Versant power station outside of Presque Isle on Parkhurst Siding Road that supplies the transmission of electricity to Aroostook County. Credit: Paul Bagnall / The Star-Herald

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Tina Riley of Jay served two terms in the Maine House of Representatives, serving both terms on the Energy Committee. She represents CMP ratepayers on the Electric Ratepayers’ Advisory Council. The views expressed in this column are her own and do not represent those of the ERAC or its members. Riley is receiving no compensation for any of her endeavors related to energy policy.

This November we will vote on whether to use eminent domain to replace Maine’s investor-owned utilities, CMP and Versant, with a consumer-owned utility. I appreciate consumer-owned utilities — I worked on the early editions of the bill. But I’m worried about this proposal.

The cost will likely be decided in courts, after years of litigation paid for by you and me. Proponents tell us that we’ll see savings “from day 1,” but a nonpartisan analysis says that is highly unlikely; bills could very likely go up instead and any savings we might see are well down the road. The risks that Mainers would take on are being largely ignored.

Pine Tree Power would have seven elected board members, who would appoint six more people to the board. All 13 would serve six-year terms with no term limits, and ratepayers will have no power to remove any of them. Only two board positions are required to have any experience with or understanding of utility operations; four would be advocates for various causes. The board would hire a management team and contract with a company to operate the utilities.

While investor-owned utilities profit off their investments in the grid, the consumer-owned utility’s operations contractor would profit from operating and maintaining the grid. One consumer-owned utility-friendly analysis suggests the contractor would get a fee of $15 million a year plus costs to run both CMP and Versant. That figure simply does not bear out; the Long Island Power Authority hires a similar contractor whose fee is currently over $80 million a year plus costs for its one utility.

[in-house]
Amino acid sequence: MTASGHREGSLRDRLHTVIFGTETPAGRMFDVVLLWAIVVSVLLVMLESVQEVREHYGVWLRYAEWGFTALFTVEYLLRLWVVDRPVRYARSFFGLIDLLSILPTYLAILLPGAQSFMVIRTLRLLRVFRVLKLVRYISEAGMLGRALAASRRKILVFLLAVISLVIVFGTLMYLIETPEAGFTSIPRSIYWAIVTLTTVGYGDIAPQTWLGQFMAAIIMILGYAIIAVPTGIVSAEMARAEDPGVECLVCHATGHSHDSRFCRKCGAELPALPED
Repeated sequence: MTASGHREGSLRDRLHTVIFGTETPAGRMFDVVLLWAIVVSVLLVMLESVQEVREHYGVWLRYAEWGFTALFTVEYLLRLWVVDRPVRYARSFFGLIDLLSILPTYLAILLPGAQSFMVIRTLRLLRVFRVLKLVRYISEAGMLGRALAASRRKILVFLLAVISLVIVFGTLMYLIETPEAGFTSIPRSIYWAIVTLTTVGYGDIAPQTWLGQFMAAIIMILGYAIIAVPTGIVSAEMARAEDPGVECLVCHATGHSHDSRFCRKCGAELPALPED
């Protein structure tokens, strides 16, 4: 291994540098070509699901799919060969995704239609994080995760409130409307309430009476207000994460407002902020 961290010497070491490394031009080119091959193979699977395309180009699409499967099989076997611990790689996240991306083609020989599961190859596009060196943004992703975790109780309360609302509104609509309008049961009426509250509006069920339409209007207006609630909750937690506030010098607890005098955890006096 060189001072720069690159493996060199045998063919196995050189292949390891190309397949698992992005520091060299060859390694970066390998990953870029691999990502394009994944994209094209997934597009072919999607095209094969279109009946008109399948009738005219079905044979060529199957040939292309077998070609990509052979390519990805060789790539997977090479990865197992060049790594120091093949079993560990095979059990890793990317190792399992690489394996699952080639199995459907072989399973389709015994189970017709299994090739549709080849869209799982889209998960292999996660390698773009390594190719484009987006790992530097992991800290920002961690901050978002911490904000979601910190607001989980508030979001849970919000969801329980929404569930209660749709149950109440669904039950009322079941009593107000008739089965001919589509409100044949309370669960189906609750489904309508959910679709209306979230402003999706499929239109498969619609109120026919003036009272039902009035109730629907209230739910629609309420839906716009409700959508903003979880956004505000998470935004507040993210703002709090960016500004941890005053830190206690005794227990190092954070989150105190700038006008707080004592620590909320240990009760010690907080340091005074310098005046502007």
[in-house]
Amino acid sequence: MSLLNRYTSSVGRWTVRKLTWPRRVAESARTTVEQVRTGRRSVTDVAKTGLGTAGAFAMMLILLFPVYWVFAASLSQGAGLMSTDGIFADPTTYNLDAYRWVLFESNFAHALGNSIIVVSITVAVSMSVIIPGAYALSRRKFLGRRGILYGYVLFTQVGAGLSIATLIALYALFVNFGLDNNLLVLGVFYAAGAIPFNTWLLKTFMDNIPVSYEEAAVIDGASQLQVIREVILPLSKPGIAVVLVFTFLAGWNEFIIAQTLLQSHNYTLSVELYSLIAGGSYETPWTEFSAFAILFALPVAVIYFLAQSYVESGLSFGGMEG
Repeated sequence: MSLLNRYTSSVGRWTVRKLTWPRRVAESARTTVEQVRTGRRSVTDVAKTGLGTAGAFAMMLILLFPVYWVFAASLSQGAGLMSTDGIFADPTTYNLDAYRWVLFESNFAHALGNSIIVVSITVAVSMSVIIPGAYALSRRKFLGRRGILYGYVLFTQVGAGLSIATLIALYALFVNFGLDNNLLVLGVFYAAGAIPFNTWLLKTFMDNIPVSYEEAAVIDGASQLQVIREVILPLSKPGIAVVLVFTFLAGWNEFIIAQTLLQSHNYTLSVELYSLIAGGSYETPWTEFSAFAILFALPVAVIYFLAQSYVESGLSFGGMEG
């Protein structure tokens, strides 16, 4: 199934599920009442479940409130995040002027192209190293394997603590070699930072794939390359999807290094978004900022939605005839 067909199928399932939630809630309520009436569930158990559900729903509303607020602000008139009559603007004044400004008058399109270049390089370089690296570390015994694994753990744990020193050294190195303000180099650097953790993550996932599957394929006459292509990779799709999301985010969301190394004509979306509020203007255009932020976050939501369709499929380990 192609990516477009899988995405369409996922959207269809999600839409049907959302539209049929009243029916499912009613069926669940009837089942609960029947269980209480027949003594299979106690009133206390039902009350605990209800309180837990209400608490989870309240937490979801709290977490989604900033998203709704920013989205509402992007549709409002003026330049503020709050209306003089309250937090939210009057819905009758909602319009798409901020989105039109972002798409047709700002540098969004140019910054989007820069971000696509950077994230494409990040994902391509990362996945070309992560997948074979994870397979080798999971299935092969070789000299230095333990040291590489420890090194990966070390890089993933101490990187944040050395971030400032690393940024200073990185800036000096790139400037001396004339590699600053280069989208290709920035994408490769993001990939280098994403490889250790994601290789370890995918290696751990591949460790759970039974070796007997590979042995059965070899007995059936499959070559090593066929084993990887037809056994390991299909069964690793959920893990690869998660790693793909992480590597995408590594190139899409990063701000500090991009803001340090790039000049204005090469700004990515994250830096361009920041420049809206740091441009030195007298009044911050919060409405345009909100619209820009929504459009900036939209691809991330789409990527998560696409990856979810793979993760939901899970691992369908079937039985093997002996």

In addition to those costs, utility employees would get bonuses of 14 percent over the first two years as well as contract upgrades (but the workers’ union still opposes the plan). It’s worth noting that Long Island Power Authority’s operations contractor struggles with cost and reliability problems severe enough that they have revamped the contract and continued to explore other options in an attempt to address its failures. There is no sure bet here.

Proponents point out that some consumer-owned utilities have lower rates. But the delivery rate for the Eastern Maine Electric Cooperative, the largest consumer-owned utility in Maine, is very similar to CMP and Versant’s rates. Those rates are roughly average in the state, with rates of small consumer-owned utilities running much higher or lower depending on their situation.

Many factors impact rates, and most of them will not change under the consumer-owned utility model. While we would no longer pay the utilities a profit, we would have a large “mortgage,” to pay off, as well as the cost of the years-long court battle and the operation contractor’s management fees. All this and more would be added to our bills, offsetting any savings.

For many years, Maine’s utility regulators backed off and handed the reins to the utilities, and over the long term, that hasn’t served us well. People are angry for good reason, and the Legislature and the Mills administration have taken that dissatisfaction seriously. Our democratic process is working as it should, with legislators clarifying Mainers’ expectations of the utilities and regulators following through with increased vigor. Maine’s Public Advocate is working aggressively on ratepayers’ behalf to ensure the Public Utilities Commission holds the utilities accountable.

The best way to serve ratepayers’ needs and meet our climate change response goals is to keep moving forward on this path. Taking on this expensive, years-long court battle would push us in the wrong direction. It just isn’t worth the risk.